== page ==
WCO Holds First Regional Workshop on Trade Facilitation
18 March 2015
The world's first regional workshop on the World Trade Organization’s Trade Facilitation Agreement (WTO TFA) was held in Jakarta, Indonesia from 16 to 18 March 2015. The three-day workshop discussed strategic initiatives that focused on three main agendas:
- WTO TFA implementation;
- The World Customs Organization (WCO)'s Mercator Programme; and
- Customs cooperation among government agencies.
Workshop participants included senior trade and Customs officials from across Asia and the Pacific, together with development partners including the Asian Development Bank (ADB).
Overview of TFA Implementation
The Trade Facilitation Agreement—approved by the WTO during its Ninth Ministerial Conference in 2013 and adopted into the WTO Agreement on 27 November 2014 by WTO members—involves the simplification, harmonization, and automation of procedures related to international trade, with the aim of expediting the movement, release and clearance of goods, including goods in transit. Sessions on day 1 discussed (i) the aims of WTO TFA, its brief history, structure, and WTO's next steps; (ii) role of WCO in TFA implementation; and (iii) priority areas in the programs and activities of international and regional organizations that support trade facilitation, such as APEC, ASEAN, and UNESCAP.
The Mercator Programme
Sessions on day 2 focused on the WCO's Mercator Programme. Adopted by the WCO as a strategic initiative to support the implementation of trade facilitation, it builds on the strengths of WCO in standard setting for Customs by delivering training and technical assistance and building cooperation among a network of accredited experts from Customs administrations, international organizations, and other agencies. Representatives from development partners, including ADB and the Customs Cooperation Fund (CCF) of Japan, Korea, and China discussed their domestic, regional and international assistance programs, as well as mechanisms to access assistance and support.
The SASEC Trade Facilitation Program—which promotes the RKC and SAFE framework, and was designed to be implemented in cooperation with WCO—is an example of ADB support for trade facilitation implemented in conjunction with improvements in regional road infrastructure, including SASEC Regional Connectivity Projects in Bangladesh, Bhutan, India and Nepal.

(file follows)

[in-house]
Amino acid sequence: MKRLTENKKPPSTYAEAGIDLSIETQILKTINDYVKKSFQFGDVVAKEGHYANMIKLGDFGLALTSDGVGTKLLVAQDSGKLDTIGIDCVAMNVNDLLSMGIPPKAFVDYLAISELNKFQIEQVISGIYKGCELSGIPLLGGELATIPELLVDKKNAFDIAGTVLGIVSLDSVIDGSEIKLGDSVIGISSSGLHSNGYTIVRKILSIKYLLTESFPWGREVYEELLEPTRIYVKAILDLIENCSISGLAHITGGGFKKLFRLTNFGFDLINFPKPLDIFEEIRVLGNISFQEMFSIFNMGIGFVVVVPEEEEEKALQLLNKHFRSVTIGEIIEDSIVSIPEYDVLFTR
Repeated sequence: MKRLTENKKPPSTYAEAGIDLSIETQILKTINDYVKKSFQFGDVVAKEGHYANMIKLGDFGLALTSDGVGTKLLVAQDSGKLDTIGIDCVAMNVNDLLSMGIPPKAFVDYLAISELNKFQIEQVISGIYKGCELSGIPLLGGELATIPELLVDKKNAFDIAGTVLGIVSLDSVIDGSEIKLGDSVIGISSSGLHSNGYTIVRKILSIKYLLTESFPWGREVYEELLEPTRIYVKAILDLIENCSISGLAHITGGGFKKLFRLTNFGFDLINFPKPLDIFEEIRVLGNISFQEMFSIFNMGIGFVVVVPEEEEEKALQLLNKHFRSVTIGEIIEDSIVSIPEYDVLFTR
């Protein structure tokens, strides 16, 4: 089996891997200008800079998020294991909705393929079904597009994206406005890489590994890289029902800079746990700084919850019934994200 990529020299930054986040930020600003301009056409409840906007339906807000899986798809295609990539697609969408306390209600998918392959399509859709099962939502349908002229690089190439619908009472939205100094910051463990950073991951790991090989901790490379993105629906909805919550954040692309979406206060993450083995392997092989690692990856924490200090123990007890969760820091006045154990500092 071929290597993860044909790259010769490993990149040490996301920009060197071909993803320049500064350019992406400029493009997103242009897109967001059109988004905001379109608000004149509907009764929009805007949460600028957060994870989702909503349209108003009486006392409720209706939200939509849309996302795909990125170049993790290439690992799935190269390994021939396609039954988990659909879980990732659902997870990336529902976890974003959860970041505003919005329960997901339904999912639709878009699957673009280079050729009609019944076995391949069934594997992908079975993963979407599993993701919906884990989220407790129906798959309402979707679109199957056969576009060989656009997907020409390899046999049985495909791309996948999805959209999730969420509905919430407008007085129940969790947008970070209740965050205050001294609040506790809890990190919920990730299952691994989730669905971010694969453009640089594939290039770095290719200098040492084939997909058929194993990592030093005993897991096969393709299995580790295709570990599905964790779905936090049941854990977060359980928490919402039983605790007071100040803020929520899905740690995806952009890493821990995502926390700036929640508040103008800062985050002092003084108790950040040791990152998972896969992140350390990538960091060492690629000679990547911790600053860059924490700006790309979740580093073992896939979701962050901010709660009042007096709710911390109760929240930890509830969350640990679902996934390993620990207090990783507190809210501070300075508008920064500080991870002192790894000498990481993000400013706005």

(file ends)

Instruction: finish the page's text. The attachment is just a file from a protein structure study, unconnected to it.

Customs Cooperation among Government Agencies
Day 3 addressed cooperation among government agencies through WCO's Coordinated Border Management (CBM) initiative. CBM aims to facilitate faster and more efficient trade among WTO members by promoting cooperation among authorities and agencies responsible for border controls, and coordinating activities of agencies dealing with procedures related to import, export and transit of goods. Various Customs agencies shared their experiences relating to cross-border cooperation. Examples included the Indonesian Agricultural Quarantine Agency's experience in preventing harmful cross-border agricultural transits by applying WCO's sanitary/phytosanitary measures, and the experience of Japan Customs in periodically conducting Time Release Studies. A representative from Sri Lanka Customs shared details of its National Trade Facilitation Committee (NTFC), including selection of members, accomplishments to date, and its role in facilitating TFA implementation in Sri Lanka. The WCO actively supports the establishment and maintenance of TFA NTFCs among its members. To date, 23 members have either established an NTFC or designated an existing body to carry out this role.
The WTO TFA will enter into force once two-thirds of WTO Members have accepted the protocol of amendment. Four members—Hong Kong, China; Singapore; the United States; and Mauritius—have ratified the WTO TFA. WTO has 160 members.
The Workshop was organized by WCO, in partnership with its Regional Office for Capacity Building Asia Pacific and Indonesian Customs. It was co-sponsored by ADB and CCF Japan.